Monday, 7 October 2013

All Stars Tour: Day Planner Development - guest post by Helen

Many thanks to Amanda for giving me a slot on her super blog. I normally blog about books, so it is nice to write about something different!  Like many people I am obsessed by organization and my Filofax.  Also, like many people, I have struggled with the inserts which are on the market, not just from Filofax themselves but from others too. Nothing seems to quite work for me.

As we are coming up to the end of the year, it is that time when we all start to think about what we will use as a diary insert for 2014. This year I have been using a week to view, with not a great deal of success. I had a look back at what I have in my diary, and frankly it is a mess. I decided I need to work out what I was using the diary for, what information I was trying to record, and then in an ideal world how would I record it. From there I might be able to choose a more suitable diary insert for next year.

A review of my entries revealed something quite fundamental. I don’t use my diary inserts for recording appointments.  I am sure I am not the only one in this boat. Outside of work I have few appointments, maybe two or three per week. I don’t put my work appointments in my Filo as they change so often, it is too hard to keep up, and it is all in Outlook at the office anyway. I don’t need to reference that information when I am not at work.Instead, I was using the diary to list tasks that had to be done on a certain day, list things that needed to be done for my own wellbeing, blog ideas, and random notes. It was all very crowded and I couldn’t see the wood for the trees.

I started to think about a day per page diary, but I have tried the Filofax ones before, and failed, mainly because the lines are very narrow, and it looks cluttered. I am a bear of very little brain, and I like everything in its place if I am going to stand a chance of keeping on top of everything. It didn’t take long for me to come to the conclusion that I needed to design my own day planner.

Out came some blank pages and a ruler and I started to sketch out what a layout might look like. One of the key items for me to include was a section for my wellbeing. I have learned recently that there are some specific things I need to do, daily if I can, to keep me in good physical and mental shape, and if I write them down, I can see when I am starting to slip. These are part of the Primal lifestyle I lead, and I wanted to put these items at the centre of my daily planner.  I also have on average about ten tasks per day, so needed a big section for this. I then split the rest of the space up to cover other items such as notes, appointments and blogging.

Having drawn up a couple of dummy pages, I trialed them for a week, to see how it worked. It wasn’t a bad first attempt. I tweaked the sizes of the sections to make the notes section a little bigger and reduced the appointments section.  

This is the layout I finally came up with.

I use them in conjunction with my week on two pages, which gives me an overview of the week. In 2014 I may try and reduce this to a week per page, or even a monthly calendar. Each Sunday I sit down and review what is coming up and then put them in my day planner. This is what I have open on my desk all day. I have noticed now that I am much more aware of when I am slipping on my Primalgoals and am much more focused on what needs to be done that day.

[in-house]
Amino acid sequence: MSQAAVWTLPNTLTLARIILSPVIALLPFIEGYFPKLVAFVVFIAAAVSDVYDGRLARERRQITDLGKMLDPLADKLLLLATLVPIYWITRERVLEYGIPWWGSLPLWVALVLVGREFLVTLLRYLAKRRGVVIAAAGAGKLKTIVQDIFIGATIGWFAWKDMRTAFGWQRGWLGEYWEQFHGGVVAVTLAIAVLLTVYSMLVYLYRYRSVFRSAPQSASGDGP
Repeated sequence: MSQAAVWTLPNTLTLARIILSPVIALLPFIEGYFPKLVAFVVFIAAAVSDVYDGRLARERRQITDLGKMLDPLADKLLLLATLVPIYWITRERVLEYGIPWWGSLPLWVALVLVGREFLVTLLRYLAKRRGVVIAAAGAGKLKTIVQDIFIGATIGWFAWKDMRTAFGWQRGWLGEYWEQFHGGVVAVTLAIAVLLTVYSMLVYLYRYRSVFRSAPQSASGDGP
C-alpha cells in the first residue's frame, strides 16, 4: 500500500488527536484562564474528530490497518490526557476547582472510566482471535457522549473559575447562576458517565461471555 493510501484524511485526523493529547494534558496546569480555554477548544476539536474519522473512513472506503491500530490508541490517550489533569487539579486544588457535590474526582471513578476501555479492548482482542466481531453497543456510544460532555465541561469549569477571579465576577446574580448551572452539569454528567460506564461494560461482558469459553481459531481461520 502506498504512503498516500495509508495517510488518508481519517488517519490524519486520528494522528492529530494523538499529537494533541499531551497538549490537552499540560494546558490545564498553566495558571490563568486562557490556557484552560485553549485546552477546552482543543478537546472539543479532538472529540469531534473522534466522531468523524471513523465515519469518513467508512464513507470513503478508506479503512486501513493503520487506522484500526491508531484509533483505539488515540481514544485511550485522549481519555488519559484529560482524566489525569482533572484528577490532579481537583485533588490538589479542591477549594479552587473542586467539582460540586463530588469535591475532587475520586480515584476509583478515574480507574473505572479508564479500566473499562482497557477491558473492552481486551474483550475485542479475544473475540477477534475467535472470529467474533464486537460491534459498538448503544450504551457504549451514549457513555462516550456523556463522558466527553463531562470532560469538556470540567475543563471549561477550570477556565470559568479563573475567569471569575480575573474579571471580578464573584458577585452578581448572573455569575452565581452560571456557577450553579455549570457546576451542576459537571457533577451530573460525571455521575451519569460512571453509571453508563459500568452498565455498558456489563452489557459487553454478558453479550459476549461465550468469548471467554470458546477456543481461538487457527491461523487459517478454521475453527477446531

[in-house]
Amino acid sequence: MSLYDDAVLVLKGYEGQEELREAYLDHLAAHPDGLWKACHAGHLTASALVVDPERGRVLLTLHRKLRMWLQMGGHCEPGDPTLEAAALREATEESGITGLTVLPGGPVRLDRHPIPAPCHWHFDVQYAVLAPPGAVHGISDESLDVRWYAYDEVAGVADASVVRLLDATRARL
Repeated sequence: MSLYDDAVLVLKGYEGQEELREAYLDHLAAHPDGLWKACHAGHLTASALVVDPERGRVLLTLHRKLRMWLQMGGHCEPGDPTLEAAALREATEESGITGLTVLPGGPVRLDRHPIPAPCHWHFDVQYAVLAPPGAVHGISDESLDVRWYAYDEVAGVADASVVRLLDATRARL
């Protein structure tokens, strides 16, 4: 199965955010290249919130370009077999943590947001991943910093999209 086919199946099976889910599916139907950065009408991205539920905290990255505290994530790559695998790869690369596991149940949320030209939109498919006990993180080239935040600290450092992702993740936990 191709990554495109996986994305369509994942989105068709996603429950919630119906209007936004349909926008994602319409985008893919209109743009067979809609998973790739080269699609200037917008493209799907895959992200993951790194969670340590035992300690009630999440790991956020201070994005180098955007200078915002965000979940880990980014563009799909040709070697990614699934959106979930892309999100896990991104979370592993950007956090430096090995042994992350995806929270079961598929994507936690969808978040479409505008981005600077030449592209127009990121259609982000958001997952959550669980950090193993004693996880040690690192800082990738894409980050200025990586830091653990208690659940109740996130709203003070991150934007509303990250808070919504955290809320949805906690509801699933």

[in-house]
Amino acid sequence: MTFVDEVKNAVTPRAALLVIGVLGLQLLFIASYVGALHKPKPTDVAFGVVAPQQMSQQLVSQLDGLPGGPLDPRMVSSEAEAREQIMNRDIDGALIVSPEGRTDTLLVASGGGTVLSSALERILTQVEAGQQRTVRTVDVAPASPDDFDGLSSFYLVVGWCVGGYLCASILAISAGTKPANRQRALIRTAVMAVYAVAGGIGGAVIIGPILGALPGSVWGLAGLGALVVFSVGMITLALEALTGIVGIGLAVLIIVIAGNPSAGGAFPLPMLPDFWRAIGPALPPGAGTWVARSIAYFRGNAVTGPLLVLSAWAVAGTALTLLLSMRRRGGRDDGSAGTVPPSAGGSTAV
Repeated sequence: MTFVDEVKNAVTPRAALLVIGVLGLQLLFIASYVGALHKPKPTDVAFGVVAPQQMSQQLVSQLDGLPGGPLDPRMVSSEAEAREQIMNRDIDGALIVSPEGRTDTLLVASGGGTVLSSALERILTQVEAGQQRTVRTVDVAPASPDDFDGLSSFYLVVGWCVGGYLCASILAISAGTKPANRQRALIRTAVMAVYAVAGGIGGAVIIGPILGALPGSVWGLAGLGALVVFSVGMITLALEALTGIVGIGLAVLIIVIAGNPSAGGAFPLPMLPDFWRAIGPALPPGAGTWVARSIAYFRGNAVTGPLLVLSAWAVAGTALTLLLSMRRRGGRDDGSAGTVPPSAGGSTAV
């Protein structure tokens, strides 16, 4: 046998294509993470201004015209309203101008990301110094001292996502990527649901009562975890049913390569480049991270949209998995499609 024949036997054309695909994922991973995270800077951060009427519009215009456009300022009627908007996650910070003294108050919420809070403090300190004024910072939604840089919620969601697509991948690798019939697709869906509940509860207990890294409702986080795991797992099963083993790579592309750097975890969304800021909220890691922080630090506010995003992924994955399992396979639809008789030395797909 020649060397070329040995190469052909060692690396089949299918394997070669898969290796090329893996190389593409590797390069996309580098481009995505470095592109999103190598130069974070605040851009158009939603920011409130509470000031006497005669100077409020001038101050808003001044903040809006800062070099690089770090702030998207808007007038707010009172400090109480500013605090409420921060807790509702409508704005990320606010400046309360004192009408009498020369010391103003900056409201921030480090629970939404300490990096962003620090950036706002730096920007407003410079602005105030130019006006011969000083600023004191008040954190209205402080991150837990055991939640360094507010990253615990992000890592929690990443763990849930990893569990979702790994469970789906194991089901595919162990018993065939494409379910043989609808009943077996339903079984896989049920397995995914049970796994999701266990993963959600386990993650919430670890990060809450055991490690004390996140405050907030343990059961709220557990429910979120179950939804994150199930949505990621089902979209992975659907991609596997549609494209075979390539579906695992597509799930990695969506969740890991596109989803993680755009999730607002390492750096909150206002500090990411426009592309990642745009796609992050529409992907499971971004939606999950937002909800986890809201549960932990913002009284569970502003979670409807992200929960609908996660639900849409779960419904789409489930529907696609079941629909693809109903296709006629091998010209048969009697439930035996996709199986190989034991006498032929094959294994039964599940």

Making your own inserts is a great way to really get the most from your pages and here is a summary of how to go about it:

1. Review your current pages to see what is most important to you. How do you record different types of info?

2. Place whatever is most important to you in an area of the page where your eye naturally falls. For me this is the left hand side in the middle. Whenever you look at your page this is what you will see first

3. Think about what sections you need and their relative sizes. I only needed a very small appointment section, you may need the whole of one side of the page

4. Draw a few up layouts by hand and try them
out to see if you run out of space in a particular section, or if you don’t use a section at all.

5. Fine tune over time – your needs may change, and changing your inserts to match is the sensible thing to do.

I hope this is useful, and I would love to see what personalized layouts you use!

Thank you so much to Helen for writing this post, she has inspired me to have a go at designing my own inserts before the end of the year!


  1. I like the idea of fine tuning personal pages for you. Honestly, I never type them up and print them. I just draw them out. But I follow the same line of reasoning that you do, like looking at a certain part of the page first so making that were priority information goes.

    1. I'm not sure if I would be able to print my own pages properly so you get the style on each side of the paper, I'm worried I would keep messing it up!

  2. Those look very interesting. I enjoy making my own pages, too, and including some of those personal items.

    1. I've been toying with the idea of keeping track of my water intake, I know I usually fall short of the recommend eight glasses a day but I haven't thought of a way I could incorporate it into my diary section yet.